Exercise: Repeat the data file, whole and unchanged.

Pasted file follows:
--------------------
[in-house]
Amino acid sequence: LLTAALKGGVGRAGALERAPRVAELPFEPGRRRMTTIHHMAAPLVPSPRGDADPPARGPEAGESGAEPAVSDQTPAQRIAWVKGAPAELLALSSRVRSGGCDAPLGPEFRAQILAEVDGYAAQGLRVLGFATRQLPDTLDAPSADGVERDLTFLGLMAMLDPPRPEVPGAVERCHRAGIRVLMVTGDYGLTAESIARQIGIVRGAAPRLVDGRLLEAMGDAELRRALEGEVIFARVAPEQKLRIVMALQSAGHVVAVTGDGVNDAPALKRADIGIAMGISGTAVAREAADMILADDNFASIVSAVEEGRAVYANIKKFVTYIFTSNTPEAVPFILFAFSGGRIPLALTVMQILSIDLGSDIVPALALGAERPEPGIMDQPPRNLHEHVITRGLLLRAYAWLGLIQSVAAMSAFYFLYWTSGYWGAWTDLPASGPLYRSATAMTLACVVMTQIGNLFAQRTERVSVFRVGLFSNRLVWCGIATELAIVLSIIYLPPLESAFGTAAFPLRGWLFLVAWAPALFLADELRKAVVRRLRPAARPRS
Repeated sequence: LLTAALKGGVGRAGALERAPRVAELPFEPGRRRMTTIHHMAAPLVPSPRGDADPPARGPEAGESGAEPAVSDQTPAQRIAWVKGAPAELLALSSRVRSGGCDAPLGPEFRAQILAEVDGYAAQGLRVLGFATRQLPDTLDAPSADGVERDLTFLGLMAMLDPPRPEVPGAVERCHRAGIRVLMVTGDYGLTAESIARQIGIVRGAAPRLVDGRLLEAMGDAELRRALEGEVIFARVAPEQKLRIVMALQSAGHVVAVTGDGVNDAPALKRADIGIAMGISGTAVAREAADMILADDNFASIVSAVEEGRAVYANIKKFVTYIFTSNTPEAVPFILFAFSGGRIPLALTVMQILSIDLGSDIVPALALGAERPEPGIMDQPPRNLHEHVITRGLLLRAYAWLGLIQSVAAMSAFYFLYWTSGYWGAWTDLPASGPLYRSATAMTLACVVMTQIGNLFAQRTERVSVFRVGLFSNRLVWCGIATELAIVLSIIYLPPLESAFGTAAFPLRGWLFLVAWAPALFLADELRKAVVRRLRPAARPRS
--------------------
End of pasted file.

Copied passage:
[in-house]
Amino acid sequence: LLTAALKGGVGRAGALERAPRVAELPFEPGRRRMTTIHHMAAPLVPSPRGDADPPARGPEAGESGAEPAVSDQTPAQRIAWVKGAPAELLALSSRVRSGGCDAPLGPEFRAQILAEVDGYAAQGLRVLGFATRQLPDTLDAPSADGVERDLTFLGLMAMLDPPRPEVPGAVERCHRAGIRVLMVTGDYGLTAESIARQIGIVRGAAPRLVDGRLLEAMGDAELRRALEGEVIFARVAPEQKLRIVMALQSAGHVVAVTGDGVNDAPALKRADIGIAMGISGTAVAREAADMILADDNFASIVSAVEEGRAVYANIKKFVTYIFTSNTPEAVPFILFAFSGGRIPLALTVMQILSIDLGSDIVPALALGAERPEPGIMDQPPRNLHEHVITRGLLLRAYAWLGLIQSVAAMSAFYFLYWTSGYWGAWTDLPASGPLYRSATAMTLACVVMTQIGNLFAQRTERVSVFRVGLFSNRLVWCGIATELAIVLSIIYLPPLESAFGTAAFPLRGWLFLVAWAPALFLADELRKAVVRRLRPAARPRS
Repeated sequence: LLTAALKGGVGRAGALERAPRVAELPFEPGRRRMTTIHHMAAPLVPSPRGDADPPARGPEAGESGAEPAVSDQTPAQRIAWVKGAPAELLALSSRVRSGGCDAPLGPEFRAQILAEVDGYAAQGLRVLGFATRQLPDTLDAPSADGVERDLTFLGLMAMLDPPRPEVPGAVERCHRAGIRVLMVTGDYGLTAESIARQIGIVRGAAPRLVDGRLLEAMGDAELRRALEGEVIFARVAPEQKLRIVMALQSAGHVVAVTGDGVNDAPALKRADIGIAMGISGTAVAREAADMILADDNFASIVSAVEEGRAVYANIKKFVTYIFTSNTPEAVPFILFAFSGGRIPLALTVMQILSIDLGSDIVPALALGAERPEPGIMDQPPRNLHEHVITRGLLLRAYAWLGLIQSVAAMSAFYFLYWTSGYWGAWTDLPASGPLYRSATAMTLACVVMTQIGNLFAQRTERVSVFRVGLFSNRLVWCGIATELAIVLSIIYLPPLESAFGTAAFPLRGWLFLVAWAPALFLADELRKAVVRRLRPAARPRS